Biracial Identity As the Standard Bearer For Blackness

Lately, whenever there’s a mention of a woke, young Black starlet it’s either Zendaya, Yara Shahidi, or Amandla Stenberg. It’s great that these actresses are getting recognition, but the fact that three biracial girls have become the predominant representatives of young, Black girlhood makes me wonder about the roles colorism and their mixed backgrounds have played in their visibility.

When I consider other young, Black actresses with large teen and young adult fan bases like Keke Palmer or China McClain, I don’t see or hear nearly as much about them as the aforementioned starlets. Whenever one of these biracial actresses is mentioned as an example of Black representation, I feel conflicted because, as much as I adore these actresses, biracial girls are constantly positioned as examples of Black representation in media. As a Black girl who is not mixed, I don’t feel that three light-skinned girls with loose curl patterns fully represents all of us. I’m tired of being force-fed the notion that their success is a win for all Black girls representation-wise because it’s just a repeat of what has always happened in media. Light-skinned, biracial women are granted more praise, access, and visibility than dark-skinned or mono-racial Black women.

biracial, biracial, biracial
Amandla Stenberg

The response to Amandla Stenberg’s participation in the upcoming film The Hate U Give exemplifies this issue. While a lot of people are excited to see Stenberg shine as the film’s protagonist, many people are reasonably frustrated by Stenberg being cast because it’s just another instance of a biracial actress being cast in the role of a mono-racial Black character. It begs the question: why are young Black girl’s constantly portrayed by mixed actresses?

Many shows featuring young, mono-racial Black female characters tend to cast biracial actresses. It happens so often that I find myself questioning the implications of those casting decisions. While there were great representations of Black teens in shows like Moesha and One on One, there are many more shows like My Wife and Kids, The Fresh Prince of Bel-Air, Instant Mom, and Black-ish that cast biracial actresses as mono-racial characters. When this happens, biracial actresses typically portray beautiful, popular characters that audiences are encouraged to relate to and root for. The current high visibility of Zendaya, Amandla, and Yara suggests that this casting practice is still common.

biracial, biracial, biracial
Zendaya
AT&T

I feel conflicted about the presence of biracial women in these roles. These women are Black and are welcome to portray Black characters, but considering the role colorism plays in the entertainment industry, I can’t ignore the fact that biracial individuals are upheld as more desirable and marketable. Blackness itself is varied and depictions of Black characters should be reflective of how diverse our communities and cultures truly are. But rather than portray the broad diversity of Blackness, a specific type is upheld with the casting of biracial actresses. These women are part of the culture and their presence is welcome, but sometimes it feels dominant.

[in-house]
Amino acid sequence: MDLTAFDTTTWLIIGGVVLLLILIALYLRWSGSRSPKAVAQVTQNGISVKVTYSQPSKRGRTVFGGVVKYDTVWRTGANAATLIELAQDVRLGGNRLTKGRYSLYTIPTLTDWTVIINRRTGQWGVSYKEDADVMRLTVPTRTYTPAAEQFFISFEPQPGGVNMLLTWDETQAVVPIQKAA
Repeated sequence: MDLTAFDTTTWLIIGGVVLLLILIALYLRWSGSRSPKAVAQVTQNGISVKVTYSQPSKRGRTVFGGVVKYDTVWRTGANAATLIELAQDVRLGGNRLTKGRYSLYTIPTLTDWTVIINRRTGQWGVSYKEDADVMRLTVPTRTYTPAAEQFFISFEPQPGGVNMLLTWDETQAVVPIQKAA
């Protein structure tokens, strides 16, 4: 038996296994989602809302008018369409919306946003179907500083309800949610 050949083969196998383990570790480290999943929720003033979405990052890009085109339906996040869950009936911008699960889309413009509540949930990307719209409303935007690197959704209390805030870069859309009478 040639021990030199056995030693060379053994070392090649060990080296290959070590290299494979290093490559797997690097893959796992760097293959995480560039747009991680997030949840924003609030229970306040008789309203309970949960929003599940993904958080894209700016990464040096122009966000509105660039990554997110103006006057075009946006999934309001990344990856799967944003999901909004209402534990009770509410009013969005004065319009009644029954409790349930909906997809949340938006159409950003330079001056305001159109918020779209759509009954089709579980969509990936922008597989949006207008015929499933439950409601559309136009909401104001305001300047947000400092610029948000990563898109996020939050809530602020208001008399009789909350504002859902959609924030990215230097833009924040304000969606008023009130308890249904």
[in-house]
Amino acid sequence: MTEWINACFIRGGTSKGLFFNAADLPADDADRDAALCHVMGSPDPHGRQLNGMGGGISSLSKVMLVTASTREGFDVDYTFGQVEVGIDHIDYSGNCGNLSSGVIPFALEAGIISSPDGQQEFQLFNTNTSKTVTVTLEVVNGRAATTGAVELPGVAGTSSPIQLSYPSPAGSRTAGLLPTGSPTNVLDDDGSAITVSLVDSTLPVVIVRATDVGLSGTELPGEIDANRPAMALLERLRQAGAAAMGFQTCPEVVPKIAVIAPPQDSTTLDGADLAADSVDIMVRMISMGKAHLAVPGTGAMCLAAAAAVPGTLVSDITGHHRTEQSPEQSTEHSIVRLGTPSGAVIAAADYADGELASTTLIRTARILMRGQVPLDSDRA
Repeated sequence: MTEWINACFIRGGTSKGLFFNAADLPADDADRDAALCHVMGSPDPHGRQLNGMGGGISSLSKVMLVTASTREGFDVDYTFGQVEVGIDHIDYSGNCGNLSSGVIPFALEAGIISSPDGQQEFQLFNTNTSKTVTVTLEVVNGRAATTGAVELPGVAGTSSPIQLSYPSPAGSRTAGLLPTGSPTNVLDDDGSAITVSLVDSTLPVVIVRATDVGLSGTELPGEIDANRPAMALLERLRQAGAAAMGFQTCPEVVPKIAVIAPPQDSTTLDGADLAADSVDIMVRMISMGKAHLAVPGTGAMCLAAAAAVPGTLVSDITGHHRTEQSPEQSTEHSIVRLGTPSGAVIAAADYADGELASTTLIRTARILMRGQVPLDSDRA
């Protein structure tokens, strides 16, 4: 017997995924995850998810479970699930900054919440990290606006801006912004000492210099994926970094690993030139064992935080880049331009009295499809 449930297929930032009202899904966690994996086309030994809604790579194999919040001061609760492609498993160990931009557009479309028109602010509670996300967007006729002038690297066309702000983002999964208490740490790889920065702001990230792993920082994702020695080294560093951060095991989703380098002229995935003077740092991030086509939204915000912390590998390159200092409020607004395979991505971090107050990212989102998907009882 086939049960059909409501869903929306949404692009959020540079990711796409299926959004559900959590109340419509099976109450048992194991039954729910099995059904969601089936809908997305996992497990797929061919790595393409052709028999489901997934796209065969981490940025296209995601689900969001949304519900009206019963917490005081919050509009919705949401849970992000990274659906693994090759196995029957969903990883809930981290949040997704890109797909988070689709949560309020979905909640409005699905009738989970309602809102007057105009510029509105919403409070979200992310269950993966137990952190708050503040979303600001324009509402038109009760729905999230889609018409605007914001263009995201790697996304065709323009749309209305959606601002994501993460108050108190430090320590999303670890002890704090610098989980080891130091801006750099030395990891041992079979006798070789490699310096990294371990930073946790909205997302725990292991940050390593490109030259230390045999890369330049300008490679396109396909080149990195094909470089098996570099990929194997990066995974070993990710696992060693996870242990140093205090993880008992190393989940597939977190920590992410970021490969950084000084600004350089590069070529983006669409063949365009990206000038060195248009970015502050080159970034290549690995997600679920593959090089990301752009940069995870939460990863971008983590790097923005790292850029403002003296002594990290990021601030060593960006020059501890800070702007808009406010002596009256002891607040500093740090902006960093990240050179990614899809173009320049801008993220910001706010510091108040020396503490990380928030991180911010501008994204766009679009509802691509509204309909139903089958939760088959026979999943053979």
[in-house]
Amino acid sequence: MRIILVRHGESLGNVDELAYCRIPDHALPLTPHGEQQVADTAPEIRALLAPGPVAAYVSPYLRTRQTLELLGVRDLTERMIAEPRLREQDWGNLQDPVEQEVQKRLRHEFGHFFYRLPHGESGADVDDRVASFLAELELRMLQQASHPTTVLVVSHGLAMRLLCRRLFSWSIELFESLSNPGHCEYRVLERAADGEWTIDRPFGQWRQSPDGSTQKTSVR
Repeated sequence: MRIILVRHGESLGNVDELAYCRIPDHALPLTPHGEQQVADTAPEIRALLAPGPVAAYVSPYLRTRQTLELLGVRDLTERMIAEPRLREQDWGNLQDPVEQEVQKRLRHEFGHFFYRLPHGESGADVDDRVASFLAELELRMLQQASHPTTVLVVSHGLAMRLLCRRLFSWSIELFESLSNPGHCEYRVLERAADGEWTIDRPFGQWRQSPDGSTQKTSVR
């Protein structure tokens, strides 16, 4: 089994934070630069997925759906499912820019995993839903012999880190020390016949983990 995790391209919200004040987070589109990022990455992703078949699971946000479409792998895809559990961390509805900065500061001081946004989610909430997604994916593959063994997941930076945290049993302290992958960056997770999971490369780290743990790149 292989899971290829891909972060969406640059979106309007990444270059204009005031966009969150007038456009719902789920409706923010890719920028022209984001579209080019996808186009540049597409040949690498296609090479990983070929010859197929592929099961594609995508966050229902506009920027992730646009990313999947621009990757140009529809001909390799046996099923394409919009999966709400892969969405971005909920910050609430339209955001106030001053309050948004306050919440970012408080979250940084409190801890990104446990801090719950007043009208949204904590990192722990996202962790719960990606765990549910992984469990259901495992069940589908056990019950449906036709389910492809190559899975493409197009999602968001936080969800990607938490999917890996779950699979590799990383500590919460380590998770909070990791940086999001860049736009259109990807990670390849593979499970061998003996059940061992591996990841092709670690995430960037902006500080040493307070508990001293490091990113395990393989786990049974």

As a mono-racial Black woman, I have struggled with the prevalence of Black characters who are portrayed by biracial actresses. Do these actresses represent the way Black women or girls are expected to look, and what does that expectation convey to Black girls who deviate from it? When will we see mono-racial Black actresses portray the protagonists, trendy “It girls,” the love interests, or Black characters, period?

In an episode of Black-ish when Yara Shahidi’s character Zoey was accused of being an out-of-touch “mixed chick,” her response was “Only my mom is mixed.” That statement spoke volumes because it showed how Zoey doesn’t personally identify as mixed, despite the fact that people in the show may view her as such. It demonstrates that the way she self-identifies doesn’t nullify how she’s viewed by others. That line being delivered by a biracial woman portraying a character who considers herself mono-racial, despite the fact that she is perceived as otherwise is heavy with the complexity of this issue.

Yara Shahidi

This occurrence is a result of limited opportunities for diversity. Typically, we are shown biracial women who fit the narrow, predominant beauty standards, and as we’re shown these women, their heritage is hidden or misrepresented on screen. People who see these actresses in these roles are ultimately served a very narrow representation of what Black girlhood looks like. While that is harmful in a broad sense, it is especially harmful to mono-racial Black girls who don’t get to see themselves well-represented and to biracial girls who are shown that they need to be thin, light-skinned, and have loose-curl patterns in order to be seen.

Casting decisions should be made with more awareness regarding who is regularly under and overrepresented. And we should all be questioning why biracial women and girls are being coded and portrayed as if they are mono-racial and what those depictions show us about expectations of Blackness and Black girlhood.

 

By Veronica Glover

Veronica is a Bay Area-based writer, editor, and actress. Talk pop culture with her via Twitter: @TheChildQueen

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